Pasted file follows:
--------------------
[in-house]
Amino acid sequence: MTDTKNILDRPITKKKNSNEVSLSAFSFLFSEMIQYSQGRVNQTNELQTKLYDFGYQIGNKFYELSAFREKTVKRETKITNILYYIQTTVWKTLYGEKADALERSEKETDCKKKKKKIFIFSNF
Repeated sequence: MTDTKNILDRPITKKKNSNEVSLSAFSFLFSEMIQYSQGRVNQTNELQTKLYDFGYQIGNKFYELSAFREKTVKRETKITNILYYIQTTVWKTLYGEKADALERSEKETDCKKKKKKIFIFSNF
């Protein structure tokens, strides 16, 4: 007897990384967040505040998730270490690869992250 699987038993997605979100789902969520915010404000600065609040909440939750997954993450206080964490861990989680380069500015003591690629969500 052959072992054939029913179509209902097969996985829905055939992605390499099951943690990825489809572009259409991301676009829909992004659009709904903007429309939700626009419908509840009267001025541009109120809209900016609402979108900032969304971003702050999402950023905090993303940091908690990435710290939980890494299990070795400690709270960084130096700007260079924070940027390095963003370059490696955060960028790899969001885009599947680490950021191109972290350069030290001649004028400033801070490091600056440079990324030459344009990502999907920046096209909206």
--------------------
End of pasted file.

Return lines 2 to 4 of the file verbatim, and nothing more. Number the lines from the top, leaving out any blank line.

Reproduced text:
Amino acid sequence: MTDTKNILDRPITKKKNSNEVSLSAFSFLFSEMIQYSQGRVNQTNELQTKLYDFGYQIGNKFYELSAFREKTVKRETKITNILYYIQTTVWKTLYGEKADALERSEKETDCKKKKKKIFIFSNF
Repeated sequence: MTDTKNILDRPITKKKNSNEVSLSAFSFLFSEMIQYSQGRVNQTNELQTKLYDFGYQIGNKFYELSAFREKTVKRETKITNILYYIQTTVWKTLYGEKADALERSEKETDCKKKKKKIFIFSNF
């Protein structure tokens, strides 16, 4: 007897990384967040505040998730270490690869992250 699987038993997605979100789902969520915010404000600065609040909440939750997954993450206080964490861990989680380069500015003591690629969500 052959072992054939029913179509209902097969996985829905055939992605390499099951943690990825489809572009259409991301676009829909992004659009709904903007429309939700626009419908509840009267001025541009109120809209900016609402979108900032969304971003702050999402950023905090993303940091908690990435710290939980890494299990070795400690709270960084130096700007260079924070940027390095963003370059490696955060960028790899969001885009599947680490950021191109972290350069030290001649004028400033801070490091600056440079990324030459344009990502999907920046096209909206």